Posted: Tue Jul 05, 2005 7:49 am
I am an avid reader. I have this nasty little tendency to pick up 2-3 novels a weekend from Barnes & Noble. And that's every weekend.
ANYwho...some of my favorites authors to recommend are:
Terry Brooks: A very standard fantasy author, who most people seem to know about. I often have a hard time getting into the groove with the names he uses for his characters, but the flow of the rest of the books are wonderful. Any book in any series he's written is well worth picking up. I would highly suggest Angel Fire West and The Black Unicorn as being my two favorites he's written.
Christopher Rice: His writing style is easy to read, but the subject matter is slightly gritty at times. [[Definitely gets a PG-13 rating on theme alone; the rest of the books seem to be rated PG 13.]] He definitely has his mother's gift for spinning a tale. A Density of Souls is his first book, and definitely one I would recommend to anyone to pick up and read. [[I'm also currenlty reading his newest book, Light Before Day; of what I've read, this is just as gritty and intriguing as his previous two.]]
Sidney Sheldon: I fell in love with his writing style when I first read Sands of Time. I still love his writing and I still love that book (hence why it's at the top of my list of books to recommend). But again, I will put a PG-13 rating on any of his books for theme alone (although Sands of Time is definitely R-rated if you know Spanish). As a whole, I love his books and find them very well written (although slightly formulaic after you've read most of them).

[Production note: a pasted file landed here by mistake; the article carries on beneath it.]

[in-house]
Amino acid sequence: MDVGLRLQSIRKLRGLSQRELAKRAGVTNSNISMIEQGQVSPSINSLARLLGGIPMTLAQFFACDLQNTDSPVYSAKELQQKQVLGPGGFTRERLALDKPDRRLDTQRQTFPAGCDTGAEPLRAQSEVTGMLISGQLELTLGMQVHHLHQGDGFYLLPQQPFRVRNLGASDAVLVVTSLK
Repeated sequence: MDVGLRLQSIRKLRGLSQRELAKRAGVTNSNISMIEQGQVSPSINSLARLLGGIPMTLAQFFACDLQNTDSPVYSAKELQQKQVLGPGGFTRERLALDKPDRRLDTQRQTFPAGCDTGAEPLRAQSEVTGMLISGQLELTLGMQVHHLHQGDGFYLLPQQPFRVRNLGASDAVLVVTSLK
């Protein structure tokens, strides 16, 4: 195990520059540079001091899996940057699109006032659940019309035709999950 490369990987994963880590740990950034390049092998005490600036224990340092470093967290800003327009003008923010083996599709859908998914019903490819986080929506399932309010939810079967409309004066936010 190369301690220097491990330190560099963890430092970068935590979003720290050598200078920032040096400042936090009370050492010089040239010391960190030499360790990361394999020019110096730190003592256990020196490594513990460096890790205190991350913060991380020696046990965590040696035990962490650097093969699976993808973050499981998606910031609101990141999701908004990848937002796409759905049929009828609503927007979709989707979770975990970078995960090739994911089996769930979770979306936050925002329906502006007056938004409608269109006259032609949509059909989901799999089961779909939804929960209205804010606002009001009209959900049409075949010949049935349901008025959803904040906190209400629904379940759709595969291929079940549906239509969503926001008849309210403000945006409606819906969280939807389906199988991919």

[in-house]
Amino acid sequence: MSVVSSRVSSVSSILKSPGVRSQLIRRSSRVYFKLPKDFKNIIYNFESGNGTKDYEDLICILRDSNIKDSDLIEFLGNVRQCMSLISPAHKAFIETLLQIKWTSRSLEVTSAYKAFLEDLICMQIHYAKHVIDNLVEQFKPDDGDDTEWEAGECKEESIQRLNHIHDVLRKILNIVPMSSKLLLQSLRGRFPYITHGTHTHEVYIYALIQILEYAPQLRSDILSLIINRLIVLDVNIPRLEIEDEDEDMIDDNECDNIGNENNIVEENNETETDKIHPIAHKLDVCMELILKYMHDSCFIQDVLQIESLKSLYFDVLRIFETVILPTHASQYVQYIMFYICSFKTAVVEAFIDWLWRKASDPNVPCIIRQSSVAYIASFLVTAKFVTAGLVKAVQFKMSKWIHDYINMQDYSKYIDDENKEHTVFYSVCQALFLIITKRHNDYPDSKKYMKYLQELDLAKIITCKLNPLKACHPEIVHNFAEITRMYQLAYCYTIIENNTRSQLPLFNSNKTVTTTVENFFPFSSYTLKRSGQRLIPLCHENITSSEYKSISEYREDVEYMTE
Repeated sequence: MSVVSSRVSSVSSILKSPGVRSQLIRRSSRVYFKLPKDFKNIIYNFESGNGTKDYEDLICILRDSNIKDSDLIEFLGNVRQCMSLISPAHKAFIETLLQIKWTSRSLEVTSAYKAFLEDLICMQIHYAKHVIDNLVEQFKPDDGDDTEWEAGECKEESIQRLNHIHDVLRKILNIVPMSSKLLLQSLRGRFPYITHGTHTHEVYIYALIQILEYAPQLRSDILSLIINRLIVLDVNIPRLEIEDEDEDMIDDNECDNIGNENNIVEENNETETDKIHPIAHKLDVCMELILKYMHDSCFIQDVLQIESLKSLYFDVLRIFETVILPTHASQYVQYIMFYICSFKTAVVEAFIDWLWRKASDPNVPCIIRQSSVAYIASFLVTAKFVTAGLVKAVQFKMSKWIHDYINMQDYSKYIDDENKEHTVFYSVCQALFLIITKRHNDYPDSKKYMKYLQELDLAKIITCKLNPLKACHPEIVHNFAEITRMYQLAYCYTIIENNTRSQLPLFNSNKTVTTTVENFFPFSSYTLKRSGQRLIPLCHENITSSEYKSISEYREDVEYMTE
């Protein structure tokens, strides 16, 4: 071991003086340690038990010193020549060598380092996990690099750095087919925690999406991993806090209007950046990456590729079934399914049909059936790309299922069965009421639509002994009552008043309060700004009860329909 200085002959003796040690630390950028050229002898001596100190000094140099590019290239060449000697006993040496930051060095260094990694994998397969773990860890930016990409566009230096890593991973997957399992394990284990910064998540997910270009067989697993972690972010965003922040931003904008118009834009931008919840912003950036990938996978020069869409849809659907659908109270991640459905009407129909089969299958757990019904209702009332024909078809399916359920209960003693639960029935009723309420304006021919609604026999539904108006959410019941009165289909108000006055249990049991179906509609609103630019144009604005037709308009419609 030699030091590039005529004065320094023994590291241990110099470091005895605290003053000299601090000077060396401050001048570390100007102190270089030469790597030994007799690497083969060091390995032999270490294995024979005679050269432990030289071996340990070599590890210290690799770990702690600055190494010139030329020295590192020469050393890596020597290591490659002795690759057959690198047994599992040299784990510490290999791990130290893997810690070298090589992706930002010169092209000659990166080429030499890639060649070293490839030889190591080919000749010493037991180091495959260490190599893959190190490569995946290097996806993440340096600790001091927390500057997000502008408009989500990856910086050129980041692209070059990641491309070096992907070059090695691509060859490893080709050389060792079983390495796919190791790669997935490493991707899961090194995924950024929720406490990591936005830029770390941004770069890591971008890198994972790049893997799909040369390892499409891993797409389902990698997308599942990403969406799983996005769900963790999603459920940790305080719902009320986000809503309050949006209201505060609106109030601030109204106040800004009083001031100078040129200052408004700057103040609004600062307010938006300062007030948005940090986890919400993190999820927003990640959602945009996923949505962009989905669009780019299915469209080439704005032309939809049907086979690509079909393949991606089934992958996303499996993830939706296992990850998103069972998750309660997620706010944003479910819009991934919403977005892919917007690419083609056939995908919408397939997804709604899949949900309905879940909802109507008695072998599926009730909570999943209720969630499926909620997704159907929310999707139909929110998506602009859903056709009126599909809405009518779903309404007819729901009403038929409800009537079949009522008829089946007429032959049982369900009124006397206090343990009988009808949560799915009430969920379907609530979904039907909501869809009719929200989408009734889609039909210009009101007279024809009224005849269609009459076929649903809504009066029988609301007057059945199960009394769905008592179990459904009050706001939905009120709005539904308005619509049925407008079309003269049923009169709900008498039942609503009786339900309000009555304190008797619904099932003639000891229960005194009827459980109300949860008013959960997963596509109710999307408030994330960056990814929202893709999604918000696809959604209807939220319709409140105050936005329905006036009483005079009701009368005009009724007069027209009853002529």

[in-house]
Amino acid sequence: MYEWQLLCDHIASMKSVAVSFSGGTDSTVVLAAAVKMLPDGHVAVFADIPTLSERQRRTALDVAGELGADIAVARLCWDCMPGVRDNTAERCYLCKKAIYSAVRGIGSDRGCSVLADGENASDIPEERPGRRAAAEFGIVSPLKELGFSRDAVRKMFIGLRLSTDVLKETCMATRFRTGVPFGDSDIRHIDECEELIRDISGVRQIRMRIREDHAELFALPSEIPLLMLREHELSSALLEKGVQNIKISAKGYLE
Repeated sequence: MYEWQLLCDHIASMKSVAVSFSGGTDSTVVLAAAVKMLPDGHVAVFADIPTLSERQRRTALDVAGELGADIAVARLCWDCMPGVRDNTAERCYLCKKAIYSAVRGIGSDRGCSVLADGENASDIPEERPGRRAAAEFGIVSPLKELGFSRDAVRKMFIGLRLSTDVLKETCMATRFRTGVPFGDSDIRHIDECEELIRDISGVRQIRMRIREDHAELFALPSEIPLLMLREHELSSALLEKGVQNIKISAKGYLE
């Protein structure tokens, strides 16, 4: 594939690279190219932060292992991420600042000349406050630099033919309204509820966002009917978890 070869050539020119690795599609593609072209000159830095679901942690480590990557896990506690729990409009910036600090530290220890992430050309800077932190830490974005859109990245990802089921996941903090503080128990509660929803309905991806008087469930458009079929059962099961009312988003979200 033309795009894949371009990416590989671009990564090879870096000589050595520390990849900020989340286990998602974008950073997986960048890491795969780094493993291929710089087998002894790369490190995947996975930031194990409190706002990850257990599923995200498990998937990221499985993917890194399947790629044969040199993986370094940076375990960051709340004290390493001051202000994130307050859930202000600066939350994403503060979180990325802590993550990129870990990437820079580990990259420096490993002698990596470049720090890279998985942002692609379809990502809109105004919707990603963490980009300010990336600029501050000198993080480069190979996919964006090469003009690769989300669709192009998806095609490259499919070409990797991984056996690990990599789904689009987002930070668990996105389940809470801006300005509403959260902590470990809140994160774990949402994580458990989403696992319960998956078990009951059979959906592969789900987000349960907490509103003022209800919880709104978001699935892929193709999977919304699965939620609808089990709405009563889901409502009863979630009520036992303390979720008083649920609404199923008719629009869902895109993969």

Mick Farren: He's written a lot of books, but I've only found two of his locally. Both books definitely fit that World of Darkness feel that White Wolf Studios aims for in their RPG games: A Time For Feasting is set in New York City, and Darklost is set in Los Angeles. They make up one series that he has written, and the way the books are written makes vampires and mages seem all that more intriguing to study. Defintely a good read for any fantasy/science-fiction fans.
Margaret Truman: Her Capital Crimes series is her most well-known set of writings. And every last murder mystery is just as fun to read as the one before it. Having been to Washington, DC and seen almost all of these hot tourist spots, I can easily get wrapped up in the story and feel like I'm there. She has a great way with words, and knows how to spin a good tale of murder. I definitely suggest Murder in the National Cathedral as a prime example of her writing.
And lastly, I leave you with a single book that is absolutely riveting, engrossing, and slightly freaky: The Tattooed Map by Barbara Hodgson. This book is setup like a woman's travel diary, with photos, notes, and other finds right in the margins of the pages. It chronicles her trip with a friend to North Africa and this "map" that has suddenly started to appear on her arm. The tale is quite intriguing and nerve-wracking as you follow her and her friend on this journey. Definitely at the top of my list of books to recomment. Definitely....